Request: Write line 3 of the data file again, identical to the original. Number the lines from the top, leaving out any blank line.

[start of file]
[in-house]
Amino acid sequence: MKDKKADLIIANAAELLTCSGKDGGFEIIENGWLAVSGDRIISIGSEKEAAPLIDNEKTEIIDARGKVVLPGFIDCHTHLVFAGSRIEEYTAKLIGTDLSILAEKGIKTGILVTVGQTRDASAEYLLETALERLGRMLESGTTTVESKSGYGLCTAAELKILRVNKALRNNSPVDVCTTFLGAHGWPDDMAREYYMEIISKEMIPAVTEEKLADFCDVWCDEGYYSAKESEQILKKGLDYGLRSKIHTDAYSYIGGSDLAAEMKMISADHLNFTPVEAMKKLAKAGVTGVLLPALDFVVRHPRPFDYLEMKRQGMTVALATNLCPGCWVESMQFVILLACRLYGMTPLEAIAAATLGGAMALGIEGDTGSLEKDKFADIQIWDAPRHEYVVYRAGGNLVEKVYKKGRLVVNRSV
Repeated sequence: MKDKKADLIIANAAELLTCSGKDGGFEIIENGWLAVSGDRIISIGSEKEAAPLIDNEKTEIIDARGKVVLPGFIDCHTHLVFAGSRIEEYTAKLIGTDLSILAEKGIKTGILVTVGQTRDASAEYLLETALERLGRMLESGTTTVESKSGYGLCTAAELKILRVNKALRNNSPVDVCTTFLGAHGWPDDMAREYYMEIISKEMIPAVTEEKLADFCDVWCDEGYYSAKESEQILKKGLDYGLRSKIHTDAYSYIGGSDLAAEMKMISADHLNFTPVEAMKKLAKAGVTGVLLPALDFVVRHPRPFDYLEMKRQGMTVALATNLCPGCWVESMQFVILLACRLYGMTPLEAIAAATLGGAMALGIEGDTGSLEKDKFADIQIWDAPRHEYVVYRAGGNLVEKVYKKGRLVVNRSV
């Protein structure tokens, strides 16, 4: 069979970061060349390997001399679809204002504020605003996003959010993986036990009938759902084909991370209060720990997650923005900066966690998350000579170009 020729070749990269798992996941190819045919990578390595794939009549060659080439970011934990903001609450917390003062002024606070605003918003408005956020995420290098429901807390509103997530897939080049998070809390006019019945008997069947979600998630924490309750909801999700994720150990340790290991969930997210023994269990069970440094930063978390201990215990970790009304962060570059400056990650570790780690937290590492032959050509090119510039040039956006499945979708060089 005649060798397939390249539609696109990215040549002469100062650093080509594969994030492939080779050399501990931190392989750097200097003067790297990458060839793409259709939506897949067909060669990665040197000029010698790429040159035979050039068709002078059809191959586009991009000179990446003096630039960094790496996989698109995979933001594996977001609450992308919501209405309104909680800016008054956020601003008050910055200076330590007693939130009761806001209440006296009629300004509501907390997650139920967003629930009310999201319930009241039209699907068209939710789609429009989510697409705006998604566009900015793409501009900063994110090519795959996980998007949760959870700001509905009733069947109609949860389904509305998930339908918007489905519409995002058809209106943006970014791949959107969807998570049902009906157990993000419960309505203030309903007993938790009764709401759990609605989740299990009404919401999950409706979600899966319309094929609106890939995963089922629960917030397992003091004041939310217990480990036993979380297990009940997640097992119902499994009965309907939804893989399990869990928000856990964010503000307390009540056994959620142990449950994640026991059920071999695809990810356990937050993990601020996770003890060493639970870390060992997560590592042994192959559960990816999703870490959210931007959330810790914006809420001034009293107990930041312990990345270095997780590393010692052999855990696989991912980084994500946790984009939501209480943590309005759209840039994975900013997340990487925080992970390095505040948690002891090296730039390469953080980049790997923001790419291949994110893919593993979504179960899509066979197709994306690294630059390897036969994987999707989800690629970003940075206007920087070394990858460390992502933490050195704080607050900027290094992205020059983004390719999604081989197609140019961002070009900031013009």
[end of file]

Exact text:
Repeated sequence: MKDKKADLIIANAAELLTCSGKDGGFEIIENGWLAVSGDRIISIGSEKEAAPLIDNEKTEIIDARGKVVLPGFIDCHTHLVFAGSRIEEYTAKLIGTDLSILAEKGIKTGILVTVGQTRDASAEYLLETALERLGRMLESGTTTVESKSGYGLCTAAELKILRVNKALRNNSPVDVCTTFLGAHGWPDDMAREYYMEIISKEMIPAVTEEKLADFCDVWCDEGYYSAKESEQILKKGLDYGLRSKIHTDAYSYIGGSDLAAEMKMISADHLNFTPVEAMKKLAKAGVTGVLLPALDFVVRHPRPFDYLEMKRQGMTVALATNLCPGCWVESMQFVILLACRLYGMTPLEAIAAATLGGAMALGIEGDTGSLEKDKFADIQIWDAPRHEYVVYRAGGNLVEKVYKKGRLVVNRSV